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Beginners Question

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  • Beginners Question


    My friends and I have been looking for a new RPG to play. We’re pretty experienced and have played many different RPG’s over the years so we are looking for something a bit different – a bit off the beaten path you might say. Our favourite RPGs are Traveller, Call of Cthulhu and Paranoia so we have pretty broad tastes in what we like to play.

    Anyhow, I was searching a few RPG sites to look for inspiration and found some old RPG rulebooks for sale. One was Wraith the Oblivion and that peaked my interest -

    It seems like a pretty cool premise. As far as I can make out, you are dead and either fade to oblivion or make it to transcendence. I like co-operative/competitive mixed games but am I right in saying that other players take on the role of spectres and attempt to drive your character to oblivion? I’m a bit confused as to how that works. Do players work together as a team but then undermine each other’s’ characters? It sounds a bit chaotic and like it would be difficult to form team bonds if each person is aiming for the destruction of others. Can anyone clear this up for me? How does it work? Sorry for the inexperienced question but this is going to decide whether I buy it or not.
    Last edited by Baghill; 11-25-2016, 12:17 AM.

  • #2
    Everyone at the table plays two characters: their own character, and the Shadow of someone else's character. The Shadow is basically the incarnate self-destructive desires and shame of a wraith, and constantly tries to tempt her and drive her into the suicidal grasp of Olivion, where they will cease to exist. Whatever the game is about, the conflict between the wraith and her Shadow is pretty much a constant feature.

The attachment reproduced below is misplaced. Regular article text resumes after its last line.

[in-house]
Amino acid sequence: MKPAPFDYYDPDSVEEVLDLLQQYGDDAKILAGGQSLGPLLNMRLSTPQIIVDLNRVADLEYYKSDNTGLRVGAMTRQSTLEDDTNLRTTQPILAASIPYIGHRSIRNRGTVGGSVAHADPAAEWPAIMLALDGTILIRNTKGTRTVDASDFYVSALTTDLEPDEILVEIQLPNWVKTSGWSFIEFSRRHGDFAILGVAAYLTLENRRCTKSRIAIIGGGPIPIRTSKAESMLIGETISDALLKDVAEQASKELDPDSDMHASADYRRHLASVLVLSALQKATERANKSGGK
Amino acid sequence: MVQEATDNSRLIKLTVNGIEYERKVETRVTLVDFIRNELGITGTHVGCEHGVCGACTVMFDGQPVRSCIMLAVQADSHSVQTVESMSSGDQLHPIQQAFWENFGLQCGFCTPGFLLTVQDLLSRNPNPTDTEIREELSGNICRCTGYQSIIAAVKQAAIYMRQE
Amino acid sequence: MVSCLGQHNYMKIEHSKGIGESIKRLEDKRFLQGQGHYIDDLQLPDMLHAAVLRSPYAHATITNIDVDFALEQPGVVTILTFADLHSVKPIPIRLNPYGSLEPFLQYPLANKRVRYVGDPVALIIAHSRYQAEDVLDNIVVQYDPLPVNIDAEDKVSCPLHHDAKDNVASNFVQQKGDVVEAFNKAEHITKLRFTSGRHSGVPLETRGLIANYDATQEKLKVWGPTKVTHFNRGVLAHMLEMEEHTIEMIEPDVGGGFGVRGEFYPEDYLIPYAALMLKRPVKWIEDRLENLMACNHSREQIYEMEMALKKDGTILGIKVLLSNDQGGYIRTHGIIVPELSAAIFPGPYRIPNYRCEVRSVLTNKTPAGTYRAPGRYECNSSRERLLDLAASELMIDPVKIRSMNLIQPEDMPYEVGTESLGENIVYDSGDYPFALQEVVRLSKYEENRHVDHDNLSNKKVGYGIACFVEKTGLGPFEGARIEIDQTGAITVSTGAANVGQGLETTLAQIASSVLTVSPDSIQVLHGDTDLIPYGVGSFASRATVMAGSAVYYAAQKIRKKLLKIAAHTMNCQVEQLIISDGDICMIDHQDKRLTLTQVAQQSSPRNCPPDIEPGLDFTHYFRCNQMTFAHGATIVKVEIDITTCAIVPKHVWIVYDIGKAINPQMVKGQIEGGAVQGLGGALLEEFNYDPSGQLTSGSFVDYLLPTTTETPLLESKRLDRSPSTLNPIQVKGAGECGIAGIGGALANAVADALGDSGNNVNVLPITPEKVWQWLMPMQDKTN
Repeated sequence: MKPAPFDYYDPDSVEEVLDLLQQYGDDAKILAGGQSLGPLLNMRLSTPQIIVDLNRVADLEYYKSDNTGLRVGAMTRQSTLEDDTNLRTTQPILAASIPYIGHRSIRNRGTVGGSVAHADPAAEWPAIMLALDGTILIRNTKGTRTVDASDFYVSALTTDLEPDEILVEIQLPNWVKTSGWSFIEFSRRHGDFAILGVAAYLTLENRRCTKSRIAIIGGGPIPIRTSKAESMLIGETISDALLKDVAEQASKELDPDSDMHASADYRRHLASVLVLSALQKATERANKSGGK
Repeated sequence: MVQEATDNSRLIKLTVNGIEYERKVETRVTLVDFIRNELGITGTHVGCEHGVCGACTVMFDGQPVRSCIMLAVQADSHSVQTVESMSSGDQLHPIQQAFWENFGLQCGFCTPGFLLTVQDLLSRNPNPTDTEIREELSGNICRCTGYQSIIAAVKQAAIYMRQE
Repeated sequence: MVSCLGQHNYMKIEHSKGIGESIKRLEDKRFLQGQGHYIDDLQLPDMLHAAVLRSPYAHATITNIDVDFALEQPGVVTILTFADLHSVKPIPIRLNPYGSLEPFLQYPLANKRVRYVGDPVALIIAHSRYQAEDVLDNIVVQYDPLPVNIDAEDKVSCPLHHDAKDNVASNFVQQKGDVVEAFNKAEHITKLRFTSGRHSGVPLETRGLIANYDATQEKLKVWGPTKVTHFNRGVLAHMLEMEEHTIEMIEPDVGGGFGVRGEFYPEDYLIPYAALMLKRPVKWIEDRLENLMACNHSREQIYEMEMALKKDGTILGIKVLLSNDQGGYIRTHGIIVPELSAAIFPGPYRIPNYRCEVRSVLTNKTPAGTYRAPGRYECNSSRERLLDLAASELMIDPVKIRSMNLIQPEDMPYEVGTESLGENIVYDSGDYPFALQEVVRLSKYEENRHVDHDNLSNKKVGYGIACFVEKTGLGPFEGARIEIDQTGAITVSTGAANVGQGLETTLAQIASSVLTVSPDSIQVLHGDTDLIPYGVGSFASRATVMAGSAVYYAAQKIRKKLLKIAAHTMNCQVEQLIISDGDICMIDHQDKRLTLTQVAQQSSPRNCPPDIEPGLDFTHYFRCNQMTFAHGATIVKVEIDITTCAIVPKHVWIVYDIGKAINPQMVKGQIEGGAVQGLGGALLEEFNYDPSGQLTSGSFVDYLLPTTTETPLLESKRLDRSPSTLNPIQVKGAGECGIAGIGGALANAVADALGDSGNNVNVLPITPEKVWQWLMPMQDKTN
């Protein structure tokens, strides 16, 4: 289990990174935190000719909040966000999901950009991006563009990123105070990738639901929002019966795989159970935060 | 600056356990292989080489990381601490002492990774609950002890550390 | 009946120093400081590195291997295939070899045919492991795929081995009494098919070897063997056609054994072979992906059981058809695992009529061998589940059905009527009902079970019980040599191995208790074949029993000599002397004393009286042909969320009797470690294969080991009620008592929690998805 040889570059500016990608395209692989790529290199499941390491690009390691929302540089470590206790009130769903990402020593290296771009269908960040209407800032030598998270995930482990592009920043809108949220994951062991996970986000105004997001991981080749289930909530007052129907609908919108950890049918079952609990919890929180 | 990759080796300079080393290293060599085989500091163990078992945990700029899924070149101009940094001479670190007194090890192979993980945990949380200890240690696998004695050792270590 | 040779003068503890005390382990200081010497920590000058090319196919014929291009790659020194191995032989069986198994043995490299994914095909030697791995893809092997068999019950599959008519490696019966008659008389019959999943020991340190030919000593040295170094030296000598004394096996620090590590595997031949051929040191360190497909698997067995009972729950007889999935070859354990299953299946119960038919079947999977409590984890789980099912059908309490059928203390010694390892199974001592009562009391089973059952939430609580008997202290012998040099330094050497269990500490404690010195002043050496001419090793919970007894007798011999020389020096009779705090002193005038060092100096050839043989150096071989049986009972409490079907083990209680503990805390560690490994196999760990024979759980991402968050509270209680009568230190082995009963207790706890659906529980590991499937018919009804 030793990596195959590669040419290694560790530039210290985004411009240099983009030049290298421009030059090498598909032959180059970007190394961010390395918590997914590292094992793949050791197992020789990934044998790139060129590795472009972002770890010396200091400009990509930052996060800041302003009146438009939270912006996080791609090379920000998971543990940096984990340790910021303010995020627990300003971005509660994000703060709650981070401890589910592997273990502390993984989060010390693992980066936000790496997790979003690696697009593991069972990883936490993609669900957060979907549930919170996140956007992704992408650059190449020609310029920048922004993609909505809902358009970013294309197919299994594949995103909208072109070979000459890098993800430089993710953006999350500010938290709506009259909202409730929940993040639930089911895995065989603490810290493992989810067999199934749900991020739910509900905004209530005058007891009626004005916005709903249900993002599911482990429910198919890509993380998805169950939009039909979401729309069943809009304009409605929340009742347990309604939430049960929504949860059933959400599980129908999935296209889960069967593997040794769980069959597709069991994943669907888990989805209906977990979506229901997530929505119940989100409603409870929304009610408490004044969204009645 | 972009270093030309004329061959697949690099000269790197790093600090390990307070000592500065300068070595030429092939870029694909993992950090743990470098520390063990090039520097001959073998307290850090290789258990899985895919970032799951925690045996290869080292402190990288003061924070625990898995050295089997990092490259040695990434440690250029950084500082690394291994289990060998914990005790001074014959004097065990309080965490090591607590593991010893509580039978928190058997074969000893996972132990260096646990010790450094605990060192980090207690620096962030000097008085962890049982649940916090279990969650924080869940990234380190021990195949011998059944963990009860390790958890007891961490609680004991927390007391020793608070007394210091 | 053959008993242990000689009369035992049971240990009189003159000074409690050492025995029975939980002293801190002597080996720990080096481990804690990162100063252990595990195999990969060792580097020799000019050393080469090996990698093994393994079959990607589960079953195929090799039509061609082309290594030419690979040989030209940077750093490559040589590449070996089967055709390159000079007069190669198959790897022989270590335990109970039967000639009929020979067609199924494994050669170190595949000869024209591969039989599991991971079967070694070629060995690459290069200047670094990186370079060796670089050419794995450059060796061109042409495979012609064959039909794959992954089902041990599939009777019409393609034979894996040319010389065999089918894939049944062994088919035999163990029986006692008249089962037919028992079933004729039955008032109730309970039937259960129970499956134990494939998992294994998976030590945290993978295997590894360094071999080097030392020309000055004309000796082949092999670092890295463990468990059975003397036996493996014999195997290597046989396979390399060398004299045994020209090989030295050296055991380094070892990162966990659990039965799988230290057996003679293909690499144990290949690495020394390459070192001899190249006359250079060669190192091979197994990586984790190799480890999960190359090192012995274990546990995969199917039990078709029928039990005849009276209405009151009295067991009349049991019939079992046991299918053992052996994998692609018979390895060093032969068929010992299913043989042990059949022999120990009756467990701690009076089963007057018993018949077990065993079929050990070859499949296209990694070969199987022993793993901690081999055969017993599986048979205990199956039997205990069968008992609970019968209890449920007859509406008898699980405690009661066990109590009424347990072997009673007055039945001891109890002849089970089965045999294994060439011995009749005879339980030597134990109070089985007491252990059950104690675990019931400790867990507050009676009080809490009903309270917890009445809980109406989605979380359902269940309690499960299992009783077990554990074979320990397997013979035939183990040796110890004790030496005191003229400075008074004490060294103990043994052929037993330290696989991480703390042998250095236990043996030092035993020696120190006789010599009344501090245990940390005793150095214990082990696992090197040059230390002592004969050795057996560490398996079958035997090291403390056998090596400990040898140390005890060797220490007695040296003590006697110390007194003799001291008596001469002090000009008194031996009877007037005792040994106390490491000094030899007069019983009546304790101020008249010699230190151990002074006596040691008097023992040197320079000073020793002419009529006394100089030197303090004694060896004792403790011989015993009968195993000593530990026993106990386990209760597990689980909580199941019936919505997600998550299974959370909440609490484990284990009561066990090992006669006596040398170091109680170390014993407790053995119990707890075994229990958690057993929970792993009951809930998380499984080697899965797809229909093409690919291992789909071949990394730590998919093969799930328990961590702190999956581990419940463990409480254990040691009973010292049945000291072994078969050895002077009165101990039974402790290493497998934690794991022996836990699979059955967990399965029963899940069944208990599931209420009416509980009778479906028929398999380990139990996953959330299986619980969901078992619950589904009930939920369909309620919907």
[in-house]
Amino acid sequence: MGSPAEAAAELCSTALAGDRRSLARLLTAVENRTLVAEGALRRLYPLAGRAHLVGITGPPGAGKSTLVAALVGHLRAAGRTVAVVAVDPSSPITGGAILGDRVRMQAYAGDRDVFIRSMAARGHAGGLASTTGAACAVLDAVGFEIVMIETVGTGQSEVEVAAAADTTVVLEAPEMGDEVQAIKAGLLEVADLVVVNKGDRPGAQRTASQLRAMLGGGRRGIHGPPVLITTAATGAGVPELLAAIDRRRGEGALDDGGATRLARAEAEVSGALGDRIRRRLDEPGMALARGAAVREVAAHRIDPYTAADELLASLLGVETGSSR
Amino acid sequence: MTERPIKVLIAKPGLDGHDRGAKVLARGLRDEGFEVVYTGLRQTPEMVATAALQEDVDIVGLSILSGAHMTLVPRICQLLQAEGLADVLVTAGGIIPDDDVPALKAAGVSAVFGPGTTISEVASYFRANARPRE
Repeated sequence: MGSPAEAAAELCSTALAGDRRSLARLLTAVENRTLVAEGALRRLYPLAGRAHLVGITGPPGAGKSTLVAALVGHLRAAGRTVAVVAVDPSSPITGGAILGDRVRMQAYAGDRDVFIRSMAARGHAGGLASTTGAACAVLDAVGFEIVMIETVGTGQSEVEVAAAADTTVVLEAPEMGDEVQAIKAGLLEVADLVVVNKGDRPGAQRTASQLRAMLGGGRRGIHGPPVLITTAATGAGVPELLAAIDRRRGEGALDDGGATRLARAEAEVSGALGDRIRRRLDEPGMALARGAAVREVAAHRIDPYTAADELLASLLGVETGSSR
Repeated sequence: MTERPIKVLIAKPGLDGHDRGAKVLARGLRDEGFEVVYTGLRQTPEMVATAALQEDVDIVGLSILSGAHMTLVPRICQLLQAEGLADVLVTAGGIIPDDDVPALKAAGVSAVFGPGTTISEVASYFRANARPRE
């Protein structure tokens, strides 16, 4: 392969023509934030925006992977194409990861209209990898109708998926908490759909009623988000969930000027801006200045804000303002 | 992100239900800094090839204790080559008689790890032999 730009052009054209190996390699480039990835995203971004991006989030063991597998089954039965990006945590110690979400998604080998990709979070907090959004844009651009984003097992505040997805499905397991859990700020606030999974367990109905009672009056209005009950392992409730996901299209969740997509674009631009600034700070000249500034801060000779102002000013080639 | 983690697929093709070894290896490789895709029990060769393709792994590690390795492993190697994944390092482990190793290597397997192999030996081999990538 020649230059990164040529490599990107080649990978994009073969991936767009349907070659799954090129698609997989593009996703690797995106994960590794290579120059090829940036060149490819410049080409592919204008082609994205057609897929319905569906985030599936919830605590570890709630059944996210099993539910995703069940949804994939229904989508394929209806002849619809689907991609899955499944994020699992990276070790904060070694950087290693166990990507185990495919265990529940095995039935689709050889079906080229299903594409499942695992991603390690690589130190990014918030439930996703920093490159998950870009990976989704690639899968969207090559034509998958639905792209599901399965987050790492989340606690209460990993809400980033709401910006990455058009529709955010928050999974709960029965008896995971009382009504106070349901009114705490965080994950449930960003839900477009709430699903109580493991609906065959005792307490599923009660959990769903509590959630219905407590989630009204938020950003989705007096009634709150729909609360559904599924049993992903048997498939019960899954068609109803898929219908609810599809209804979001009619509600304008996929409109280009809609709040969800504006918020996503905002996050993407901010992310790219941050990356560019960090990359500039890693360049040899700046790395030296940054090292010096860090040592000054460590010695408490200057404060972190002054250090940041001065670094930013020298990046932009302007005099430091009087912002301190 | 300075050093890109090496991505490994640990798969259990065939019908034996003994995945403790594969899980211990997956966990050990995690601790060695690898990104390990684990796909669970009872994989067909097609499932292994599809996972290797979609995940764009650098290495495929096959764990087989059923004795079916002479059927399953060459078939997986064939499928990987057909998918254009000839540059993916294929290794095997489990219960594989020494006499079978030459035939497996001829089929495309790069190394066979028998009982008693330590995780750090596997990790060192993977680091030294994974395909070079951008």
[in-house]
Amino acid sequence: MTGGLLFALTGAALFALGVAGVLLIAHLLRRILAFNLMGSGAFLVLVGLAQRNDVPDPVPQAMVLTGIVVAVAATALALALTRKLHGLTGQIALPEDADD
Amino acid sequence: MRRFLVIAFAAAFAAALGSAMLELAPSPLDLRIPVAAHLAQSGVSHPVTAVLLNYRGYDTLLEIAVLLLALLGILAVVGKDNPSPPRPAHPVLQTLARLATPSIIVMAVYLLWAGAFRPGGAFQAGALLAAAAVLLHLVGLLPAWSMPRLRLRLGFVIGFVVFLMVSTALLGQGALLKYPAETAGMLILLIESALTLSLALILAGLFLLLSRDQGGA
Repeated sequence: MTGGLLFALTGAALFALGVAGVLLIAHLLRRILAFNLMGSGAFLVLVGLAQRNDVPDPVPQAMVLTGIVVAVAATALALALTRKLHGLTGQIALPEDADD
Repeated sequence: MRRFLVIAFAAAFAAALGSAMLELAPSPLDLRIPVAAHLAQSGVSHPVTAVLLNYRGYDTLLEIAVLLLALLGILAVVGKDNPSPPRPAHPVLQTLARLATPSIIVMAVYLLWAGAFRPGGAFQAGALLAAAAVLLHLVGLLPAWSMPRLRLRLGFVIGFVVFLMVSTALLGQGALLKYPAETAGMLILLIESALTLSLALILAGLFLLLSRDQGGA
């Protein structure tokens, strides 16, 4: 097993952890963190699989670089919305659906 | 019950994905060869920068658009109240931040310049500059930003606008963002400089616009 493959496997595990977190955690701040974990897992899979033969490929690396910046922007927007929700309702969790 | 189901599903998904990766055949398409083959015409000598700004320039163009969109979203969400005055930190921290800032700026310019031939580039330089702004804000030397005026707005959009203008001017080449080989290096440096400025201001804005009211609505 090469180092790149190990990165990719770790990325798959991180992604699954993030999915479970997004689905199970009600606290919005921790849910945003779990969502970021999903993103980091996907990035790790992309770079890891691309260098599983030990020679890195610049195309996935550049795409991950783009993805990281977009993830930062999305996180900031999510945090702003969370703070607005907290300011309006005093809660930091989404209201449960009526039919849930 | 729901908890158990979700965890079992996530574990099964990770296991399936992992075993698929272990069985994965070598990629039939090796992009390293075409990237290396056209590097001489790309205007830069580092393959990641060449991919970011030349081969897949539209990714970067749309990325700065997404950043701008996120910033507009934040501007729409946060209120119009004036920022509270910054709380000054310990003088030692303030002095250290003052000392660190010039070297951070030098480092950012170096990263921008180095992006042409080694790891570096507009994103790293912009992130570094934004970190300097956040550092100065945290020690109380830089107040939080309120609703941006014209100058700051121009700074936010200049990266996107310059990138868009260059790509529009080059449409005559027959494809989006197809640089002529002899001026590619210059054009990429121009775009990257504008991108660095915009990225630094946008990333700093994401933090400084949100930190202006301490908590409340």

Most folks aren't big fans of how grim "convince each other to commit suicide!" is as a major game feature, but I think it's the strongest aspect of the game. Here's hoping your group is mature enough for it, because none of mine have been.

    Remi. she/her. game designer.


    • #3
      Basically, the PCs are all ghosts suffering from a Jekyll/Hyde-type condition. Normally, they work on whatever unfinished business they have (that kept them from moving on), but when they suffer too much emotional stress, their dark side can break free and wreak havoc. As the stress mounts, their dark sides (represented by other players) gain power, and start whispering to them . . .

      There's a lot of potential in Wraith, from haunting the living, to exploring the Underworld as ghost pirates, or even descending into the hellish Labyrinth to slay monsters. But - as atamajakki pointed out - you really do need the right group to play it with. And the Storyteller (GM) may have to temporarily suspend the temptation/Mr. Hyde aspect, which can start to distract from the fun if you're not careful

      Edit: "Spectres", by the way, are ghosts trapped in permanent Mr. Hyde mode. They range in power from cannon fodder, to dark god-like beings in command of entire armies.


      • #4
        In practice, Shadowguiding doesn't work like that. Primarily because everyone is so busy playing their own character, they don't have time to sabotage each other. Usually players throw in the odd temptation or spice up events by voluntarily throwing a spanner in the works for their troupe. This actually makes gameplay more interesting, as they key element in roleplaying is drama. Give the characters more drama and the players have more fun. And balance any drawbacks with in-game rewards if things get a bit too dark.